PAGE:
SP-340-14

Date: 

April 1, 2020

Author(s):

Raymon W. Nickle and Yail J. Kim

Publication:

Symposium Papers

Volume:

340

Abstract:

With over 80 years of history, it is only in the last 20 years that the use of fiber reinforced polymer (FRP) materials has become feasible for bridge applications in part due to the ever increasing requirement to make structures last longer, with the current American Association of State Highway Transportation Officials (AASHTO) Load and Resistance Factor Design (LRFD) Bridge Design Specifications requiring that structures be designed for a 75 year design life; but also in the development of cost effective production techniques, and the introduction of FRP materials, which bring the cost and strength of FRP materials closer to traditional steel reinforcement. Published documents provide comprehensive recommendations on design methodology, predictive equations, and recommendations for strength and service limits states. In this paper, the background of FRP-prestressed concrete bridges is discussed and trial bridges are designed. Research needs to advance the state of the art are identified and delineated.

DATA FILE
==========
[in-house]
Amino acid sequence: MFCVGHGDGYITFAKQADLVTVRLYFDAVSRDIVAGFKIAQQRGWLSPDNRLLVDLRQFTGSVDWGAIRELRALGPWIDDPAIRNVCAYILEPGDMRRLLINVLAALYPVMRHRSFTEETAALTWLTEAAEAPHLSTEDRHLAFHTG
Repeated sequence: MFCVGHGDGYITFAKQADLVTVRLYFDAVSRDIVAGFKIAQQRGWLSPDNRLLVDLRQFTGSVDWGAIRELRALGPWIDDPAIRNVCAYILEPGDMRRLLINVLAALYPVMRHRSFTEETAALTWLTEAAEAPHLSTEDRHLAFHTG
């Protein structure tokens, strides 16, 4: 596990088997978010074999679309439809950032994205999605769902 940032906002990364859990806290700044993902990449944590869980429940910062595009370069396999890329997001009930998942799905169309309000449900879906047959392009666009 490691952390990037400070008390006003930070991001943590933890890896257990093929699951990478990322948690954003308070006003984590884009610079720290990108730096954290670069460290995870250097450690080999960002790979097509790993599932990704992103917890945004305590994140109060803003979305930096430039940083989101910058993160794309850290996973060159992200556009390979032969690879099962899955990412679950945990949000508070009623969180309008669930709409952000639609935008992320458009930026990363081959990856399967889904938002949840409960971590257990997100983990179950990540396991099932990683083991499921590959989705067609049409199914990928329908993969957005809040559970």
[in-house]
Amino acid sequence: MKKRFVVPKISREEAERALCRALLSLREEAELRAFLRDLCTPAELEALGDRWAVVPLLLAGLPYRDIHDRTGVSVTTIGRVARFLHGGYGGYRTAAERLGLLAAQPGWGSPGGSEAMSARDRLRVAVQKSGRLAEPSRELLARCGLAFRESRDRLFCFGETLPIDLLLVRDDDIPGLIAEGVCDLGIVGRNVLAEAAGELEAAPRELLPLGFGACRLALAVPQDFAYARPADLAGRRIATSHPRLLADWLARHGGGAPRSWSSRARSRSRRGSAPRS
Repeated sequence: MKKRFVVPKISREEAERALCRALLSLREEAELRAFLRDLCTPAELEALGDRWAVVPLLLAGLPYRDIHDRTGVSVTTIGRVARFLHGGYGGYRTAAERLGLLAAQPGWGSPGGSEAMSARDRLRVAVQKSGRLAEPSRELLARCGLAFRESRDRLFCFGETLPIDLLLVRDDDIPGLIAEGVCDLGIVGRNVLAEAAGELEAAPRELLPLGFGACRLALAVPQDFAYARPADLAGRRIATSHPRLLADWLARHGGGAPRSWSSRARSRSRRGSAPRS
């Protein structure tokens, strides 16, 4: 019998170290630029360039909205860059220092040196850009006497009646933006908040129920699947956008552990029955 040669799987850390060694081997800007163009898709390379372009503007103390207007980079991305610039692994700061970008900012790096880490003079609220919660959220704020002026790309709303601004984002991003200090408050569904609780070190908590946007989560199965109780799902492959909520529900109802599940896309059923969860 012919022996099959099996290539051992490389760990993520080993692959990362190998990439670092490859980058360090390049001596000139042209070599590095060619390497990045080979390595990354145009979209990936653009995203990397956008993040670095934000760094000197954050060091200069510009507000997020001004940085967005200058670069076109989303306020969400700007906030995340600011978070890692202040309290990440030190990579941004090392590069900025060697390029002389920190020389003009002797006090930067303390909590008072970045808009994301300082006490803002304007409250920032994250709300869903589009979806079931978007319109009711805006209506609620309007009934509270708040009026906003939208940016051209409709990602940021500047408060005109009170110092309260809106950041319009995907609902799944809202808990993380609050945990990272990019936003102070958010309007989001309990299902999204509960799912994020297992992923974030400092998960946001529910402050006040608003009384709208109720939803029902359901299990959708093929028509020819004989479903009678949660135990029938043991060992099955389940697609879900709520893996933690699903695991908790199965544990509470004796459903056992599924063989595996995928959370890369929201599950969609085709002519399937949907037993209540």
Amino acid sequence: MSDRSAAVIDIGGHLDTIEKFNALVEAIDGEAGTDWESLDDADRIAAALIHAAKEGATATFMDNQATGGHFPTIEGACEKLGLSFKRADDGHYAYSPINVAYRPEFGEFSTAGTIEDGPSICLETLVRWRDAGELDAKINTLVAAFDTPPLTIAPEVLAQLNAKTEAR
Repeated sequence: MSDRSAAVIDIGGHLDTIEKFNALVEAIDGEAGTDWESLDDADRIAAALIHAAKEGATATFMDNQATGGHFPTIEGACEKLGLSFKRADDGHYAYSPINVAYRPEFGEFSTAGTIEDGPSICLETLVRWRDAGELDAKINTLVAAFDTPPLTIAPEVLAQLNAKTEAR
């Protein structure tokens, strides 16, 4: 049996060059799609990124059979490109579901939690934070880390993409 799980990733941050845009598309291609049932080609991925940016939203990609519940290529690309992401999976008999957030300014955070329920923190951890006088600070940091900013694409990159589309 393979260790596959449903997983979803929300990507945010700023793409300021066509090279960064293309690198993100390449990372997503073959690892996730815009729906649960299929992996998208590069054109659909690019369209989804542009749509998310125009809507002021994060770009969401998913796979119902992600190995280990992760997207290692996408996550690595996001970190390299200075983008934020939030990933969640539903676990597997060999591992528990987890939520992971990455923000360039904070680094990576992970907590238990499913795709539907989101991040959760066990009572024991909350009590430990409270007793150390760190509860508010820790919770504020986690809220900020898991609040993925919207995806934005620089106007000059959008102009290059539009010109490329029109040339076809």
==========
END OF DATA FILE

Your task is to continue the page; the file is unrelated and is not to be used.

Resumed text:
12345...>>

Results Per Page 




Please enter this 5 digit unlock code on the web page.